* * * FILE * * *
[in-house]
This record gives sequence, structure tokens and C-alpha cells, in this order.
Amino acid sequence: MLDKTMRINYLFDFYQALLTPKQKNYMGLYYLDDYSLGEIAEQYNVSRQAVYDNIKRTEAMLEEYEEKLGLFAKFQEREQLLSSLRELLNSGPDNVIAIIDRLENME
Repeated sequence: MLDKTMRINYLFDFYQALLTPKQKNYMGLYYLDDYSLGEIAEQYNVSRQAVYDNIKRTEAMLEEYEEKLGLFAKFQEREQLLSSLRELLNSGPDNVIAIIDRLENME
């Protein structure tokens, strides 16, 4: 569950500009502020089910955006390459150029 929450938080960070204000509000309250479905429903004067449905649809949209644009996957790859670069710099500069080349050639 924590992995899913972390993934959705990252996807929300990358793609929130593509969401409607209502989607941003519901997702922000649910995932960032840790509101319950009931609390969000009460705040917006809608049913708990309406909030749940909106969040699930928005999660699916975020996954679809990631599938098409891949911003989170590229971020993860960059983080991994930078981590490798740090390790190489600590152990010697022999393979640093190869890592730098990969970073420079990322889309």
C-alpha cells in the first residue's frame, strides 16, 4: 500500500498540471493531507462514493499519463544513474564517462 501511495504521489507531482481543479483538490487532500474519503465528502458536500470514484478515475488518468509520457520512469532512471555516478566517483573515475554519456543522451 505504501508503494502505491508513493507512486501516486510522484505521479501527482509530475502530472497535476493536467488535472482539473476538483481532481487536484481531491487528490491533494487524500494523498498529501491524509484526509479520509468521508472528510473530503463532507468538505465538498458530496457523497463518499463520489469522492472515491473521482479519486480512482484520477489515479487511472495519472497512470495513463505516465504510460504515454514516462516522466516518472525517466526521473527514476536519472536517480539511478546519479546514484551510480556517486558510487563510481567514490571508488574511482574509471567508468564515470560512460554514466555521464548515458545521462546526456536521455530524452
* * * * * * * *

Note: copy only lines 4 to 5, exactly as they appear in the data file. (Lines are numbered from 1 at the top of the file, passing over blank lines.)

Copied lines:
Repeated sequence: MLDKTMRINYLFDFYQALLTPKQKNYMGLYYLDDYSLGEIAEQYNVSRQAVYDNIKRTEAMLEEYEEKLGLFAKFQEREQLLSSLRELLNSGPDNVIAIIDRLENME
């Protein structure tokens, strides 16, 4: 569950500009502020089910955006390459150029 929450938080960070204000509000309250479905429903004067449905649809949209644009996957790859670069710099500069080349050639 924590992995899913972390993934959705990252996807929300990358793609929130593509969401409607209502989607941003519901997702922000649910995932960032840790509101319950009931609390969000009460705040917006809608049913708990309406909030749940909106969040699930928005999660699916975020996954679809990631599938098409891949911003989170590229971020993860960059983080991994930078981590490798740090390790190489600590152990010697022999393979640093190869890592730098990969970073420079990322889309």